Mollusca: Anatomical Features
Although highly diverse, all members of the phylum share certain general features. Most have a well-developed head, which may bear sensory tentacles; in some, like the clam, the head is very reduced.
The Body Wall
All mollusks possess a flexible body wall, which surrounds a body cavity containing the internal organs. The wall, which varies greatly in shape in different species, is usually folded to form a structure called the mantle, which is attached at the top of the body and surrounds it like a tent; the shell is formed on the outside of the mantle. On the underside of the body the wall is usually stretched out to form a thickened mass called the foot. The wall is covered by an outer epidermis and an underlying dermis. The epidermis usually contains gland cells that secrete mucus, which in mollusks has a variety of important uses, such as locomotion, food entrapment, and prevention of water loss. Muscle tissue is found in the body wall, and is particularly plentiful in the foot, which is used for locomotion in most mollusks (although some swim and some are sedentary), and in the mantle in species with reduced shells.
The shell is formed by secretions of glandular cells in the mantle. Except in the chitons, the shells of all mollusks are basically similar, differing only in certain mineralogical details. The shell is composed of an outer, prismatic layer containing densely packed cells of calcareous material secreted by the edge of the mantle; and an inner, nacreous layer of thin, laminated plates of calcareous material laid down by the entire mantle surface. When very thin, the nacreous lining of the shell is pearly and iridescent. Layers of this material may form around a grain of sand or other irritant that lodges between the mantle and the shell; this process eventually forms a pearl. Pearl oysters of the genus Pinctada are the most commercially important pearl formers.
The Digestive Tract
The digestive tract of the Mollusca is complex. The foregut region consists of an esophagus and a mouth cavity, which contains a toothed belt called the radula, found in almost all mollusks and peculiar to the phylum. The radula is usually used for scraping food, such as algae, from surfaces. The number and form of radula teeth are highly variable; some species have a single radula tooth while others may have several hundred thousand. In some the teeth are hollow and poison-containing and are used as weapons; other radula modifications exist. The stomachs of mollusks are generally complex, and these, too, differ with the species and according to the feeding habits of the animal.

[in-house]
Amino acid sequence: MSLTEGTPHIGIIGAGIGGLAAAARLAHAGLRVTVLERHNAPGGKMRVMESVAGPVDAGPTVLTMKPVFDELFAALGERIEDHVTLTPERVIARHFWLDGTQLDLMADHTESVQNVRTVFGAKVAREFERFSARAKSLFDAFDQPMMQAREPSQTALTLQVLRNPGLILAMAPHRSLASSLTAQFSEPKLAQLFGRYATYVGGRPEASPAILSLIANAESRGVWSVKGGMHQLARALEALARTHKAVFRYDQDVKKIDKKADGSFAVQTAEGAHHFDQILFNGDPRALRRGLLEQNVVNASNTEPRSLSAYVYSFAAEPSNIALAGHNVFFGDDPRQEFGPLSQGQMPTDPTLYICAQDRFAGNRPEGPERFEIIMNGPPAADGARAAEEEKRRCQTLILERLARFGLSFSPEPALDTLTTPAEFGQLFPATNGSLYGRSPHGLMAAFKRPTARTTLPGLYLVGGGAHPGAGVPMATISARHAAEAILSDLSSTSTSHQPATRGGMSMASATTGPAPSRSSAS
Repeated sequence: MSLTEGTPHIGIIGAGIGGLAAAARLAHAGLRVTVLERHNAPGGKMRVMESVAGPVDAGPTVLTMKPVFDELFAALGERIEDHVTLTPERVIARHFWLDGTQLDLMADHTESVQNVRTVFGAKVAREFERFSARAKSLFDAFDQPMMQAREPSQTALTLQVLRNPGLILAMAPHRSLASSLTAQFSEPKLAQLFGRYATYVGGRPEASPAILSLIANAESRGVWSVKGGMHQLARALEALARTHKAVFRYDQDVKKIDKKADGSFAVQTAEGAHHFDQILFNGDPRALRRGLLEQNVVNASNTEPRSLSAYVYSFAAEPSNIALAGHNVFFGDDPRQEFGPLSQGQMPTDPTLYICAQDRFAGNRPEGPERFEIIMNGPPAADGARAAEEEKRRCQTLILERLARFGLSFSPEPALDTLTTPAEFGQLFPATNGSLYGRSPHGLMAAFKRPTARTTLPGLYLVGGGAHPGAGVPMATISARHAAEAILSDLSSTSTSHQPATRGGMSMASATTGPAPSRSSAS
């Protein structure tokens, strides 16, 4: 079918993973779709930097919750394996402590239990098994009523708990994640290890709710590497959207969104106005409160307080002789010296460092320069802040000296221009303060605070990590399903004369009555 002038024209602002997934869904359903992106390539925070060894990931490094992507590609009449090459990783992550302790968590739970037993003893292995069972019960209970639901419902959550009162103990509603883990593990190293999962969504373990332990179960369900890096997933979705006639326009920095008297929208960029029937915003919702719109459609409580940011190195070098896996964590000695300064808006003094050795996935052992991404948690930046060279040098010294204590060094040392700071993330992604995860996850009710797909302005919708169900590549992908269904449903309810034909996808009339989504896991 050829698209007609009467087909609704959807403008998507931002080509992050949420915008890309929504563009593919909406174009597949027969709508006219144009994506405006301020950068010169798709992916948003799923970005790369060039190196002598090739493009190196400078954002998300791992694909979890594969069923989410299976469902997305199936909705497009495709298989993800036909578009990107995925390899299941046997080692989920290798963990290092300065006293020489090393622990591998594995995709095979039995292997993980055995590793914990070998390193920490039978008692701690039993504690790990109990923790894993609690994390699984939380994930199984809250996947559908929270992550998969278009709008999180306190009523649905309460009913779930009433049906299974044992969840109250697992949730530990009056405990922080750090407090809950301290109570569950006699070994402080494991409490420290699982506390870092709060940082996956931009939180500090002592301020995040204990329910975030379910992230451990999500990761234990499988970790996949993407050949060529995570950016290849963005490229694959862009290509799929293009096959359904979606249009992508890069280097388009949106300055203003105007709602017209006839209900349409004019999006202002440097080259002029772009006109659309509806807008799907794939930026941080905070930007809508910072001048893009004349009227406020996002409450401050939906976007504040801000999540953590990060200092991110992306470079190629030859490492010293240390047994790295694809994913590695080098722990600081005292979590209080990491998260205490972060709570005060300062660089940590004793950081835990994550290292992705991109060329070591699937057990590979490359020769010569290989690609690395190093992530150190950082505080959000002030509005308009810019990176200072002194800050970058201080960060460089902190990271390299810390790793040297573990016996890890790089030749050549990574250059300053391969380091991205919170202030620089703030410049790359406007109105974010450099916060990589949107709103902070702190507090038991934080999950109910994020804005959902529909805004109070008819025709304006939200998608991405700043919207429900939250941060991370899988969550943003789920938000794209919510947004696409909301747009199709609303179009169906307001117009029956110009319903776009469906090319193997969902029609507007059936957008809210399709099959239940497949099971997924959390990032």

Respiration is through gills called ctenidia (sing. ctenidium), located in the mantle cavity (the space between the mantle and the body wall proper) and varies with the species and with the type of habitat. For example, intertidal marine mollusks are exposed to air and water alternately and must be able to respire in both conditions; terrestrial species have lost their ctenidia, replacing them with lungs that can function in both water and air. Excretion of wastes is through structures called metanephridia and through the body and gill surfaces.
Circulatory and Nervous Systems
The blood circulates through the gill filaments, where exchange of carbon dioxide and oxygen occurs between the blood and the water flowing over the gill surface. Most molluskan blood contains a respiratory pigment called hemocyanin, a copper compound. When oxygenated such blood is bluish in color; when deoxygenated the blood is colorless. Only a few mollusks have hemoglobin in their blood. Blood circulation is variable within the phylum, but is generally mediated by a muscular heart, which distributes the blood to the tissues. Most mollusks possess well-developed sensory organs. The highest degree of development of the nervous system is found in the class Cephalopoda (octopuses, squids, and nautiluses).
Reproduction is sexual and may be simple or highly complex. The fertilized egg develops into a swimming form called a trochophore larva, which is seen also in the development of annelids; this then elongates to become a veliger larva, characteristic of mollusks, and differing in form in the different classes.
- Anatomical Features
- Class Aplacophora
- Class Polyplacophora
- Class Monoplacophora
- Class Gastropoda
- Class Bivalvia
- Class Scaphopoda
- Class Cephalopoda
The Columbia Electronic Encyclopedia, 6th ed. Copyright © 2012, Columbia University Press. All rights reserved.
See more Encyclopedia articles on: Zoology: Invertebrates
Browse By Subject
- Earth and the Environment +-
- History +-
- Literature and the Arts +-
- Medicine +-
- People +-
- Philosophy and Religion +-
- Places +-
- Australia and Oceania
- Britain, Ireland, France, and the Low Countries
- Commonwealth of Independent States and the Baltic Nations
- Germany, Scandinavia, and Central Europe
- Latin America and the Caribbean
- Oceans, Continents, and Polar Regions
- Spain, Portugal, Italy, Greece, and the Balkans
- United States, Canada, and Greenland
- Plants and Animals +-
- Science and Technology +-
- Social Sciences and the Law +-
- Sports and Everyday Life +-